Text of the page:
Mysterious Cycle 5: Workshop by Lovetodeviate

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UPDATE


This workshop is now CLOSED. Please find below the 5 entries from this workshop, in which we encourage everyone to read. At the last workshop we asked whether every one of our members could consider responding to at least 1 of these entries and we hope as many of you will.

ENTRIES

in alphabetical order of final draft title

by AstarteKatz
Your own arms won’t keep you warm 1 (draft 1)
Your own arms won’t keep you warm 2 (draft 2)

by GaioumonBatou
Sands of Time (draft 1)
Sands of Time take Two (draft 2)

by GrimEden
After Marcella V 10 (draft 1)

by kill-em-with-poetry
Sparrow Bombing (draft 1)
Battle at the Lime Trees (draft 2)

by dr3amup
Lies that we tell (draft 1)
Lies that we tell ourselves (draft 2)






May 18, 2008

:postit: lovetodeviate's Workshop

lovetodeviate has settled quite comfortably into her new role as a literature GD, still keeping up her commitment as co admin to this workshop too. A very popular writer for many who watch her, and she has been published in several literature journals. lovetodeviate also hosted a workshop in cycle three entitled  I, Me, Myself

Take a look at her workshop on revising prose pieces.




:star:GROOM YOUR POEM!:star:

I had a teacher who used to say that poems are like people, each with a different personality: some poems are bold and tell you what they think right away; others are shy and need to be coaxed into revealing who they are. My teacher was talking about understanding poems, but the same thing applies when you approach a poem that needs revision. Poems can be absolutely wily creatures, ready to slip away just when you know what needs to be done.

That's why I think revision is so enjoyable: the chase. You need to be stronger than your poem to wrestle with it, groom it, tame it. And when you're done, you can let go and hopefully, watch your poem flourish.

The best part is that despite all their pretence, poems have no feeling whatsover, and you can be as brutal to them as you like. Chop them into couplets. Break their bones (er, lines)... It looks like I'm getting carried away with my extended metaphor (watch out for that!), so let me get to the (heh) meat of it.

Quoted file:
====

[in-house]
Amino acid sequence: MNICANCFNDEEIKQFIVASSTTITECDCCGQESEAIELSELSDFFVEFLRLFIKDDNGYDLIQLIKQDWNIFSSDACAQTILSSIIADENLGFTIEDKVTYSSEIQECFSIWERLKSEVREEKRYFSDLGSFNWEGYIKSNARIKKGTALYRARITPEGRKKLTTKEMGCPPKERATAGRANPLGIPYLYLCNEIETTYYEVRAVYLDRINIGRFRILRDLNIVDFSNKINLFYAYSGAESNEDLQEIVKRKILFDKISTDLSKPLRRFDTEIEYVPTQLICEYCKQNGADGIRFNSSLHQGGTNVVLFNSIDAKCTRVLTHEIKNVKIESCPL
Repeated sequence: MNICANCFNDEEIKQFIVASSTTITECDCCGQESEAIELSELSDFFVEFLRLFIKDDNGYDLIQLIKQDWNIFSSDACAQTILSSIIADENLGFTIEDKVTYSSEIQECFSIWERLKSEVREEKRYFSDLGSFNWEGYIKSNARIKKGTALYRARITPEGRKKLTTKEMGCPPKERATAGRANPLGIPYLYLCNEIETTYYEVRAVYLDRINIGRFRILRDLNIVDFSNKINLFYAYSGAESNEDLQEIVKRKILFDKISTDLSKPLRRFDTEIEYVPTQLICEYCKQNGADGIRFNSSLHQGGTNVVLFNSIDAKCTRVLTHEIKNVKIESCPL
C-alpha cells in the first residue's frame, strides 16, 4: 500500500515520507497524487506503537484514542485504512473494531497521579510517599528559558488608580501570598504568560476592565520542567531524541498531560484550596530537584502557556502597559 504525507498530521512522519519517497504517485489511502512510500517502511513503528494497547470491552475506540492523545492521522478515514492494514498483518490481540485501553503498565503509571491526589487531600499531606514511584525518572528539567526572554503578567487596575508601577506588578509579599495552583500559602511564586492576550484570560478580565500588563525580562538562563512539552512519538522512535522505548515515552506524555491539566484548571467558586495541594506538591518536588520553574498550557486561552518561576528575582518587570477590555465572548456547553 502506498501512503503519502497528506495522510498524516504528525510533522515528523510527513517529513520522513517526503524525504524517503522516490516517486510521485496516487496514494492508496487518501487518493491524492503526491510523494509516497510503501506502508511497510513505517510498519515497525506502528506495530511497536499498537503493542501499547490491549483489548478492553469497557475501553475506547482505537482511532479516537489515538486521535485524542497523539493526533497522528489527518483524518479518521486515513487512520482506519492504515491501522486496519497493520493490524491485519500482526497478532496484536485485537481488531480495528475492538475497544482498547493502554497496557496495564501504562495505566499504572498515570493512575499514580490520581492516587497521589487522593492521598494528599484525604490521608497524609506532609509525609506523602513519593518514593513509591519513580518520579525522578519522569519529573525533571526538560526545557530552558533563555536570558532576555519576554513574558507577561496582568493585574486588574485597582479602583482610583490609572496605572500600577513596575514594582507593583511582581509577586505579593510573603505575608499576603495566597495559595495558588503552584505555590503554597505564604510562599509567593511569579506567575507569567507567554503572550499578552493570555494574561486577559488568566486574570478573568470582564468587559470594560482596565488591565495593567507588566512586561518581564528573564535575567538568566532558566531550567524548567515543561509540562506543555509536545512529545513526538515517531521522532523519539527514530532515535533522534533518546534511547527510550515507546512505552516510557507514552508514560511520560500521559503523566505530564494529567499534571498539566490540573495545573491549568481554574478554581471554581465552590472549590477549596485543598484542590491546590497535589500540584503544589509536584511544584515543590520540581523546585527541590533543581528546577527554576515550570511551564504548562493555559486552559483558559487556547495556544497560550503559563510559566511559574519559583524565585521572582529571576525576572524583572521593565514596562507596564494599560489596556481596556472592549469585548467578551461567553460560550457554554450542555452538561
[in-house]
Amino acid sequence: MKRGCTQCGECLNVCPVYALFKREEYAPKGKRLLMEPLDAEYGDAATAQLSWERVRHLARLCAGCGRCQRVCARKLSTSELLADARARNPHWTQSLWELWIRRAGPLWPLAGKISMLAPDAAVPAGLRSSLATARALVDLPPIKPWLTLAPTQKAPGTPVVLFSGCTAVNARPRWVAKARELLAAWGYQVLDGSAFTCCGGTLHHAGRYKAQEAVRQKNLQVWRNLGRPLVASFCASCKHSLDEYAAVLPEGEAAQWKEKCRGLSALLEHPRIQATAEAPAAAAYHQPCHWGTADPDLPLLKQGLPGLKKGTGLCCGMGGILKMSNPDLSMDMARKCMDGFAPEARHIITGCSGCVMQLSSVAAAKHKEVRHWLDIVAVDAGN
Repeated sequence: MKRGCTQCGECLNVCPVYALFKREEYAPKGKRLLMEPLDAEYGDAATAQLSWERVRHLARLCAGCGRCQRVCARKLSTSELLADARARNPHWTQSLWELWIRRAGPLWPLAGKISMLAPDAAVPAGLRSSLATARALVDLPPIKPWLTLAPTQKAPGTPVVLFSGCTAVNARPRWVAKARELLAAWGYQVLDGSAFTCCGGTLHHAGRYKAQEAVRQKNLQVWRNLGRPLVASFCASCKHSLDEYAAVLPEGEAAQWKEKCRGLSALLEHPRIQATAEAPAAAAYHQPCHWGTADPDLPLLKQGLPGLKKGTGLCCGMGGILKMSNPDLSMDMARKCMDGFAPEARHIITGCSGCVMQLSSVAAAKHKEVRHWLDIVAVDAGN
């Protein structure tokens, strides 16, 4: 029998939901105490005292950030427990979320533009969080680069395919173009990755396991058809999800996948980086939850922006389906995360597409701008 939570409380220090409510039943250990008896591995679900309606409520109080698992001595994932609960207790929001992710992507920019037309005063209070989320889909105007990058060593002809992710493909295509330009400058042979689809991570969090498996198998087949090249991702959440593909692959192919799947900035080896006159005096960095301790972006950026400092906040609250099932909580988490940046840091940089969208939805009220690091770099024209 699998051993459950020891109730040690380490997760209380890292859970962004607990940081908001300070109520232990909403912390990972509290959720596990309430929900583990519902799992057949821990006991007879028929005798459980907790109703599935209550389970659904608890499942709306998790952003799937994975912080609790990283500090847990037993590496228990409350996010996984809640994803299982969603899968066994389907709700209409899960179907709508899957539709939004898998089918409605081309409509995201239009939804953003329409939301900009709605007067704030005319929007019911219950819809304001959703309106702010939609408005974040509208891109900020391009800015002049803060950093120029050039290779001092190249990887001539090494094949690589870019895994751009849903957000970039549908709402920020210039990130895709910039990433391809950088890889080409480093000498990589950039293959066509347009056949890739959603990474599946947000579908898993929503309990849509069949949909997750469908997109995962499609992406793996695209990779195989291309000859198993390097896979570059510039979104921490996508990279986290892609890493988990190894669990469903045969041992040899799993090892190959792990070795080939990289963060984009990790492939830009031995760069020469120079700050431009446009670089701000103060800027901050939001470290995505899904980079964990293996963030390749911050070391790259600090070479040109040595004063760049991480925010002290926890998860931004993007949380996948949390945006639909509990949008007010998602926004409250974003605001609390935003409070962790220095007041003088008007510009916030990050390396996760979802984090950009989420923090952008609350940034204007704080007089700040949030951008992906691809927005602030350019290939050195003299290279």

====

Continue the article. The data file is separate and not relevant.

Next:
:pencil: How to pick a poem to groom

Ideally, you should be revising all or most of your poems, but for this workshop, you need to pick just one. It's up to you how you want to do that, but a couple of tips for those who are unsure:

:pointr: Pick a poem that has received a lot of critique, as that will give you something to work on.

:pointr: Pick a poem from which you have achieved sufficient distance to be called its audience. This is something we discussed previously during Personal Review Week. Time and other factors can help you look at a poem as if you were merely a reader, and not its author. With a weakened or non-existent emotional attachement to the poem, you will be able to see its flaws more easily.

:pencil: What to groom in your poem

Usually, the workshop host mentions in detail what s/he wants you to do for the workshop and mentions resources for extra help. But I'm going to send you to the most useful resource possible for revision poetry and ask you to read that. This isn't extra reading, it's a must-read. And here it is: Tips for Editing Poetry by suture

There is no way I will be able to go into as much detail with as many examples in this writeup. Besides, that article was written by someone far (far, far) more experienced than I. Just take my word for it, and read. Let me also add that that was the article that helped me most when I first realised that my poetry needed revision. The author goes into most of the basic problems with early poem drafts: padding (of words); adjectives and adverbs; conversational grammar; rhyming; stale (/boring/overused) word choice; cliches; and ambiguity.

In addition, I'd like you to look at three things.

:pointr: Grammar: Many people think poetry doesn't require conventional grammar. This is untrue. Sure, sometimes you can use poetic license as a reason for experimentation. Other times, the poem may itself be an experiment in form; or, it could be written in a peculiar dialect. Unless there is a specific reason for it to be otherwise, make sure your poem consists of coherent, properly phrased sentences.

:pointr: Enjambment/Line breaks: The suture mentions this, but doesn't go into detail. In short, line breaks are important. Don't make them arbitrary. Linebreaks serve to create pauses, to highlight certain words or ideas, and sometimes, to allow for multiple interpretations. For more detailed information, try this: On the Matter of Line Breaks.